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Joseph HAYDN (1732-1809)
Piano Sonatas - Volume 2
CD 1
Piano Sonata No. 46 in E major, Hob XVI:31 (issued 1772) [12:20]
Piano Sonata No. 56 in D major, Hob XVI:42 (pub. 1784) [11:51]
Piano Sonata No. 48 in C major, Hob XVI:35 (pub. 1780) [19:07]
Piano Sonata No. 53 in E minor, Hob XVI:34 (pub. 1783) [13:01]
Piano Sonata No. 41 in A major, Hob XVI:26 (1773) [11:52]
Fantasia (Capriccio) in C major, Hob XVII:4 (1789) [5:40]
CD 2
Sonata 'Un piccolo divertimento' (Variations) in F minor,
Hob XVII:6 (1793) [12:45]
Piano Sonata No. 59 in E flat major, Hob XVI: 49 (1789/90) [20:23]
Piano Sonata No. 34 in D major, Hob XVI:33 (c.1773) [17:25]
Piano Sonata No. 52 in G major, Hob XVI:39 (pub. 1780) [16:00]
Piano Sonata No. 58 in C major, Hob XVI:48 (c.1789) [12:19]
Marc-André Hamelin, (piano)
rec. 27-30 August 2008, Henry Wood Hall, London, England. DDD
HYPERION CDA67710 [74:03 + 78:54] 
Experience Classicsonline

This 2009 Hyperion release is the second instalment in this series coming appropriately in the year of the bicentenary of Haydn's death The acclaimed first volume, another double set, was recorded in 2005 also at the Henry Wood Hall, London on Hyperion CDA67554.

For Haydn's piano sonatas I prefer to use the numbering method devised by musicologist H.C. Robbins Landon in addition to the Hoboken-Verzeichnis catalogue system.

Haydn, a keyboard player himself, wrote some fifty piano sonatas over a period from 1760 to 1794. He ceased composing in the genre fifteen years before his death unlike his fellow Vienna-based contemporaries Mozart, Beethoven and Schubert who all continued to write sonatas up to the end of their lives. Arguably the piano sonata was not always as successful a medium for Haydn as the string quartet and the symphony proved to be. Notwithstanding, I believe that Haydn's finest works in the genre contain some remarkable music and rank with the best composed before Beethoven's piano music took centre-stage. Biographer James Cuthbert Hadden has written, 'Haydn, building on Emanuel Bach (Carl Philipp Emanuel Bach), fixed the present form, improving so largely upon the earlier, that we could pass from his sonatas directly to those of Beethoven without the intervention of Mozart's as a connecting link. Beethoven's sonatas were certainly more influenced by Haydn's than by Mozart's.' (Haydn by James Cuthbert Hadden, pub: 1902 Pellegrini and Cudahy, New York).  

This second volume in Marc-André Hamelin's Hyperion series comprises ten piano sonatas and the single movement C major Fantasia (Capriccio) works that span a twenty year period.

There are numerous recordings of Haydn piano sonatas available in the catalogue. Recently I have noticed many piano soloists including a Haydn score in their recitals. Only last week as part of the Ribble Valley International Piano Week I attended a recital at Stonyhurst College with renowned soloist John Lill giving an impressive performance of the Sonata No. 62 in E flat from 1794. For many music-lovers these Haydn scores remain undiscovered gems of the recital programme hidden behind the keyboard scores of Beethoven and Mozart.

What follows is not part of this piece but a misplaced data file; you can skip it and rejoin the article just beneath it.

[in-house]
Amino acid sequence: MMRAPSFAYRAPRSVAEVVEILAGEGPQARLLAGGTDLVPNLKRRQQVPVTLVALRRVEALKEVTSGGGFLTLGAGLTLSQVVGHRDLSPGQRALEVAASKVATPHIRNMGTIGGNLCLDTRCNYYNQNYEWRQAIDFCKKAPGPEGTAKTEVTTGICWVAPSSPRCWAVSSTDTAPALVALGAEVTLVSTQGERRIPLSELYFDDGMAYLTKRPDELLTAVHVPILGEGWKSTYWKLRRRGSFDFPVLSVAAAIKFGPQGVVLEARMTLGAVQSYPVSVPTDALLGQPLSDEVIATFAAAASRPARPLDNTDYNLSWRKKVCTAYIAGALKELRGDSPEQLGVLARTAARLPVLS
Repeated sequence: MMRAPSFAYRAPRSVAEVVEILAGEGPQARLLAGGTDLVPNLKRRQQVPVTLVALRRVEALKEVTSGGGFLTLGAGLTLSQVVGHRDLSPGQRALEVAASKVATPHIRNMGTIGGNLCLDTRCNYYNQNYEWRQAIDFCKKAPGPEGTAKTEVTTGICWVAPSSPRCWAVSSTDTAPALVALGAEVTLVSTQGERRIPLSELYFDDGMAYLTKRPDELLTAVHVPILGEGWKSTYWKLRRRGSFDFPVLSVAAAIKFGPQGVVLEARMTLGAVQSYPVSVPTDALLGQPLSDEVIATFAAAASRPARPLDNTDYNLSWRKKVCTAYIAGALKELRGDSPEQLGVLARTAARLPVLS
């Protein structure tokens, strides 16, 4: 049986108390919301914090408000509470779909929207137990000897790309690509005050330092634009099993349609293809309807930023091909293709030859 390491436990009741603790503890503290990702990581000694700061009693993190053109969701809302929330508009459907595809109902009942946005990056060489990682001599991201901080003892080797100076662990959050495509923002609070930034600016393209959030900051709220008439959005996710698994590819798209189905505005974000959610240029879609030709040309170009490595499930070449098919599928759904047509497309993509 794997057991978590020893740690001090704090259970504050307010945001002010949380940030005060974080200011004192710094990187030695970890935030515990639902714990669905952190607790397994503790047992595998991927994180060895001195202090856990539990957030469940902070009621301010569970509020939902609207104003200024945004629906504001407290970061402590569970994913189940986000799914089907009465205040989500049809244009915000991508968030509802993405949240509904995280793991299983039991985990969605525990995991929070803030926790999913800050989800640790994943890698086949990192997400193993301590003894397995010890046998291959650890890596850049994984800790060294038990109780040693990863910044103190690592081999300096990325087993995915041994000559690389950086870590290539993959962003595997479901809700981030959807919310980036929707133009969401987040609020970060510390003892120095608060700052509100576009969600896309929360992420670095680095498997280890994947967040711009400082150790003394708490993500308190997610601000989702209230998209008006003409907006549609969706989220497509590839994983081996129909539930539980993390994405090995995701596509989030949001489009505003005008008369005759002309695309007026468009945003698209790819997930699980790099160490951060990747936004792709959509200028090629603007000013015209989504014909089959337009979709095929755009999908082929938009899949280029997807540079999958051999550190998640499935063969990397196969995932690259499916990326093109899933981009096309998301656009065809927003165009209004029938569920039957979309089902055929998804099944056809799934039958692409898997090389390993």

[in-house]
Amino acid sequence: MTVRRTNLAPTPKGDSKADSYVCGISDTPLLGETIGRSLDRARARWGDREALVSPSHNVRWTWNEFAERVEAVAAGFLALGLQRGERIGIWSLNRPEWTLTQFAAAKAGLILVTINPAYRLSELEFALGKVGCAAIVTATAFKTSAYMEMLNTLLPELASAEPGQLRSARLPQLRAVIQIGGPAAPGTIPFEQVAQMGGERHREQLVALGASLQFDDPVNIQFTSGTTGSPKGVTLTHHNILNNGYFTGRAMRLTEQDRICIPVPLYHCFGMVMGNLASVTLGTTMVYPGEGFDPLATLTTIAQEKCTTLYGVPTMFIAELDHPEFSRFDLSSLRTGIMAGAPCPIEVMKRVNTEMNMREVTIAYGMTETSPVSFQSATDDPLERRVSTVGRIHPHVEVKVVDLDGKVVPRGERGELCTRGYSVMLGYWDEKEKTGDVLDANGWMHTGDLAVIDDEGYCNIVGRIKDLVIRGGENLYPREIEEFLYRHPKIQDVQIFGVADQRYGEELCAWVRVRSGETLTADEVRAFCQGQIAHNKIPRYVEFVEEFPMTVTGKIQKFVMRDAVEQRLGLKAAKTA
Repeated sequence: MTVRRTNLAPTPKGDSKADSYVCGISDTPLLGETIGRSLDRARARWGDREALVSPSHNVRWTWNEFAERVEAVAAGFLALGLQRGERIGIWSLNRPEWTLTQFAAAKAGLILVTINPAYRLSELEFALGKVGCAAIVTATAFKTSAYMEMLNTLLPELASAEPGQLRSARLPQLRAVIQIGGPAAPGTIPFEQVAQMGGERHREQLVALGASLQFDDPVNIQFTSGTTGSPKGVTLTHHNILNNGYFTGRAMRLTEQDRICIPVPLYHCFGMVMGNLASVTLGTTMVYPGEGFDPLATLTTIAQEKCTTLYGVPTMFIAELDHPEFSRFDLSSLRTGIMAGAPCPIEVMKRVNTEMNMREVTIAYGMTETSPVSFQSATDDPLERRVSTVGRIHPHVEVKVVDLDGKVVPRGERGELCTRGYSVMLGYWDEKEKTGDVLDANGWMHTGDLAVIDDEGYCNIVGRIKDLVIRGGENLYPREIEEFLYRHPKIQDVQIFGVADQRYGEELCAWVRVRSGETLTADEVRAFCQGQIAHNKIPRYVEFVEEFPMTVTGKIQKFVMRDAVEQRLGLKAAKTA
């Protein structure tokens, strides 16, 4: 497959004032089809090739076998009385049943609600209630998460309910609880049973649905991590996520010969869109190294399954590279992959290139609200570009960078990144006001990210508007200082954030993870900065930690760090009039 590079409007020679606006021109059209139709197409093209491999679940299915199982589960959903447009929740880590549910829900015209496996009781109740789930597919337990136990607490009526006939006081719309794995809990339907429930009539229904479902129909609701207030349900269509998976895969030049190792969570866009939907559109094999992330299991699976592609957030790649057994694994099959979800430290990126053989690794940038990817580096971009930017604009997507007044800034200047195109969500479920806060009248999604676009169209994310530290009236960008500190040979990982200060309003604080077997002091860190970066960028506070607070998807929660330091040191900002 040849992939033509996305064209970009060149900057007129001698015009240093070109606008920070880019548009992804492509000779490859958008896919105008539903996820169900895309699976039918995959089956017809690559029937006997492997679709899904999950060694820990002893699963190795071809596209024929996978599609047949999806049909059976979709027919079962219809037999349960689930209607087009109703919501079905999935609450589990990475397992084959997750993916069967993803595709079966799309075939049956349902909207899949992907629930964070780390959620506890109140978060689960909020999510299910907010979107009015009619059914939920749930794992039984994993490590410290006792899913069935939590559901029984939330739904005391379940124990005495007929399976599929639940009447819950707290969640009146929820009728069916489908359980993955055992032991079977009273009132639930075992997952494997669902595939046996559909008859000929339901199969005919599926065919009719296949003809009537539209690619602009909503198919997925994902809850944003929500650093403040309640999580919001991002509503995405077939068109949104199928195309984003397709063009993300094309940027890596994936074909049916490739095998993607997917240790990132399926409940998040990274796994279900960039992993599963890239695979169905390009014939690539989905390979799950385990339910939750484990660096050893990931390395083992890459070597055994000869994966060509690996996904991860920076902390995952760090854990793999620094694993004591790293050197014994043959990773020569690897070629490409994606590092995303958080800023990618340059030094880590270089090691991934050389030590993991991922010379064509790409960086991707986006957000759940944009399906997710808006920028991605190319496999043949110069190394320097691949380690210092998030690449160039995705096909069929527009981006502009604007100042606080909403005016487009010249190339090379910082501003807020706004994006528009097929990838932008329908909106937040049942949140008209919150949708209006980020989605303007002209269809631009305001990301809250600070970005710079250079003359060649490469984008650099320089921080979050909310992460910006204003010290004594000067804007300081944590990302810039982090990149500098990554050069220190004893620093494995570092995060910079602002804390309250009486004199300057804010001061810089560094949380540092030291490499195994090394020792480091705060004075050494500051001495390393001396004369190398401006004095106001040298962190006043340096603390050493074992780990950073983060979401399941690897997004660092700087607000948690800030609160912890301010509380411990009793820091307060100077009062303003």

The first disc opens with the Sonata No. 46 in E major, Hob XVI:31 composed around 1773 and issued privately in 1776. Designed in the neo-baroque style I enjoyed the central movement Allegretto reminiscent of a chorale prelude. Hamelin plays beautifully with astute selection of tempi. Cast in two movements the Sonata No. 56 in D major, Hob XVI:42 was published in 1784. The extended opening Andante con espressione is an extended set of elaborate variations. In this fine example of rococo style writing Hamelin's fingers just dance over the keys with great delicacy. One of Haydn's less demanding scores the Piano Sonata No. 48 in C major, Hob XVI:35 was one of a set of six sonatas published in 1780.

The Piano Sonata No. 53 in E minor, Hob XVI:34 is from three sonatas published in 1783. Here I was struck by the perfect concentration by Hamelin and his confident choice of dynamics feel just right. The wonderful opening movement Presto of the Sonata No. 53 in E minor, Hob XVI:34 (pub. 1783) crowns the score and is one of my favourite Haydn movements. Compared to Brendel's 1985 Henry Wood Hall account Hamelin's choice of tempo, much quicker than I am used to, works exceptionally well. In addition Hamelin's pauses are used to provide a significant anticipatory effect. Composed in 1773 the Sonata No. 41 in A major, Hob XVI:26 was published a year later as part of a set of six sonatas. The A major score has an extended opening movement marked Allegro moderato to which Hamelin conveys a devoutly serious and determined air. The appealing single movement Fantasia (Capriccio) in C major, Hob XVII:4 from 1789 has a rather zany, robust and virtuosic feel.

The second disc opens with the Sonata 'Un piccolo divertimento' Variations in F minor, Hob XVII:6 composed in 1793 and published in Vienna in 1799. Regarded by many as Haydn's most famous single piano score the Variations in F minor was possibly intended as the first movement of an unfinished sonata and later renamed as Sonata - Un piccolo Divertimento. My published Verlag edition contains the inscription that the score was composed for pianist Barbara von Ployer also bearing a dedication to Baroness Josefine von Braun. It has been suggested that the news of the death of Marianne von Genzinger in 1793 inspired the score and maybe drove Haydn to add, at the last minute, a heart-breaking Coda. Hamelin's playing certainly holds the attention with his perfectly proportioned interpretation wrapped in natural warmth and expressiveness.